The Centers for Disease Control and Prevention (CDC) on Monday updated direction to state that Americans who have as of late been presented to somebody with COVID-19 for over 15 minutes and don’t have symptoms don’t have to get tested.
“You do not necessarily need a test unless you are a vulnerable individual or your health care provider or state or local public health officials recommend you take one,” the CDC said.
This is a change from past direction that said individuals who had gone through over 15 minutes with a person who has tested positive for the virus ought to likewise get tested, regardless of symptoms.
The U.S. has led in excess of 73 million tests this year, and around 6 million of them have returned positive. The CDC’s decision has been censured by some in the medical community.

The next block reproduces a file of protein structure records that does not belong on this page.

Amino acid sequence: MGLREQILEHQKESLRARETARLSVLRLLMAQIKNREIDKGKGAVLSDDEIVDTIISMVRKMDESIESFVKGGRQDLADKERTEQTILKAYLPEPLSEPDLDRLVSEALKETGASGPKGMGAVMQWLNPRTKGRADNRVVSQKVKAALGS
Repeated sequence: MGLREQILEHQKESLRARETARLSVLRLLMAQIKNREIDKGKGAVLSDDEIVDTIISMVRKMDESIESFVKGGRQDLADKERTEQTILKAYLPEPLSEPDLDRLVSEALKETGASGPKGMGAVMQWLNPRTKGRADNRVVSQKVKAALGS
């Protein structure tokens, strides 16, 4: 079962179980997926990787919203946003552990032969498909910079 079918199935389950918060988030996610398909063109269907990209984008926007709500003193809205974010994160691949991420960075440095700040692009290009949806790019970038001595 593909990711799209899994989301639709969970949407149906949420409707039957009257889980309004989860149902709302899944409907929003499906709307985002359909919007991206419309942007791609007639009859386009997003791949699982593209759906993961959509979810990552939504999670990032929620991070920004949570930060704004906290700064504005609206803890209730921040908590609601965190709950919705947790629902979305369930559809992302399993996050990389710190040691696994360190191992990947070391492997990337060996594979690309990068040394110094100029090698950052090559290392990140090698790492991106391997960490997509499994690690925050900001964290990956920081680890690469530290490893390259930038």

“Our work on the ‘silent’ spread underscores the importance of testing people who have been exposed to COVID-19 regardless of symptoms,” Alison Galvani, an epidemiologist and director of the Center for Infectious Disease Modeling and Analysis, tweeted.
“This change in policy will kill.” It is assessed that up to 40% of individuals who have COVID-19 are asymptomatic, which means they don’t show common symptoms of an infection like coughing or muscle longs, as indicated by one exploration letter published in May in JAMA Network.